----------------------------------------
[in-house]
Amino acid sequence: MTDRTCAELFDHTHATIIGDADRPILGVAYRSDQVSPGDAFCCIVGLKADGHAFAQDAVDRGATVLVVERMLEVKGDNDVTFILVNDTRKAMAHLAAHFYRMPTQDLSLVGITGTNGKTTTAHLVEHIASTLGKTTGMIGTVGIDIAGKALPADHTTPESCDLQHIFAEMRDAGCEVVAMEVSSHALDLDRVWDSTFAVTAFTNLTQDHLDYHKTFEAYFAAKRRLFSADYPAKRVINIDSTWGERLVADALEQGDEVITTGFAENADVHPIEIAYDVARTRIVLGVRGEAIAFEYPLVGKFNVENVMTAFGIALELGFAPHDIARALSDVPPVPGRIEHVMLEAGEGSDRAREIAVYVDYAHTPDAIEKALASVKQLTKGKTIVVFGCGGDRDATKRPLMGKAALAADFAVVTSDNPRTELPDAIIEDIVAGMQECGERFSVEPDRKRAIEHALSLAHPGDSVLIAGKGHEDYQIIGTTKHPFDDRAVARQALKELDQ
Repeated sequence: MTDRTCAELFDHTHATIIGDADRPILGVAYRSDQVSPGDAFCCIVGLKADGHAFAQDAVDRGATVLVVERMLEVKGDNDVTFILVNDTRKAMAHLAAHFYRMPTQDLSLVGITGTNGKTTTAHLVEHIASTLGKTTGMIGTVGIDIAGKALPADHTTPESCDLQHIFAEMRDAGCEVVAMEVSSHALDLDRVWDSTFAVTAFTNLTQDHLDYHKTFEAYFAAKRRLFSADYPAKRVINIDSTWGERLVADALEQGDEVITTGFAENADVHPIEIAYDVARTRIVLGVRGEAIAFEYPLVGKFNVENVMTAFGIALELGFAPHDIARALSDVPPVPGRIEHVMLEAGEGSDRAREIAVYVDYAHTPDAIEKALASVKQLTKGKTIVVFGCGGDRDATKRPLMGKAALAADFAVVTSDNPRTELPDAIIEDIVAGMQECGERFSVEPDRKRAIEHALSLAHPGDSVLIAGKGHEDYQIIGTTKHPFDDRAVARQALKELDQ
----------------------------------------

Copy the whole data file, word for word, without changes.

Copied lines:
[in-house]
Amino acid sequence: MTDRTCAELFDHTHATIIGDADRPILGVAYRSDQVSPGDAFCCIVGLKADGHAFAQDAVDRGATVLVVERMLEVKGDNDVTFILVNDTRKAMAHLAAHFYRMPTQDLSLVGITGTNGKTTTAHLVEHIASTLGKTTGMIGTVGIDIAGKALPADHTTPESCDLQHIFAEMRDAGCEVVAMEVSSHALDLDRVWDSTFAVTAFTNLTQDHLDYHKTFEAYFAAKRRLFSADYPAKRVINIDSTWGERLVADALEQGDEVITTGFAENADVHPIEIAYDVARTRIVLGVRGEAIAFEYPLVGKFNVENVMTAFGIALELGFAPHDIARALSDVPPVPGRIEHVMLEAGEGSDRAREIAVYVDYAHTPDAIEKALASVKQLTKGKTIVVFGCGGDRDATKRPLMGKAALAADFAVVTSDNPRTELPDAIIEDIVAGMQECGERFSVEPDRKRAIEHALSLAHPGDSVLIAGKGHEDYQIIGTTKHPFDDRAVARQALKELDQ
Repeated sequence: MTDRTCAELFDHTHATIIGDADRPILGVAYRSDQVSPGDAFCCIVGLKADGHAFAQDAVDRGATVLVVERMLEVKGDNDVTFILVNDTRKAMAHLAAHFYRMPTQDLSLVGITGTNGKTTTAHLVEHIASTLGKTTGMIGTVGIDIAGKALPADHTTPESCDLQHIFAEMRDAGCEVVAMEVSSHALDLDRVWDSTFAVTAFTNLTQDHLDYHKTFEAYFAAKRRLFSADYPAKRVINIDSTWGERLVADALEQGDEVITTGFAENADVHPIEIAYDVARTRIVLGVRGEAIAFEYPLVGKFNVENVMTAFGIALELGFAPHDIARALSDVPPVPGRIEHVMLEAGEGSDRAREIAVYVDYAHTPDAIEKALASVKQLTKGKTIVVFGCGGDRDATKRPLMGKAALAADFAVVTSDNPRTELPDAIIEDIVAGMQECGERFSVEPDRKRAIEHALSLAHPGDSVLIAGKGHEDYQIIGTTKHPFDDRAVARQALKELDQ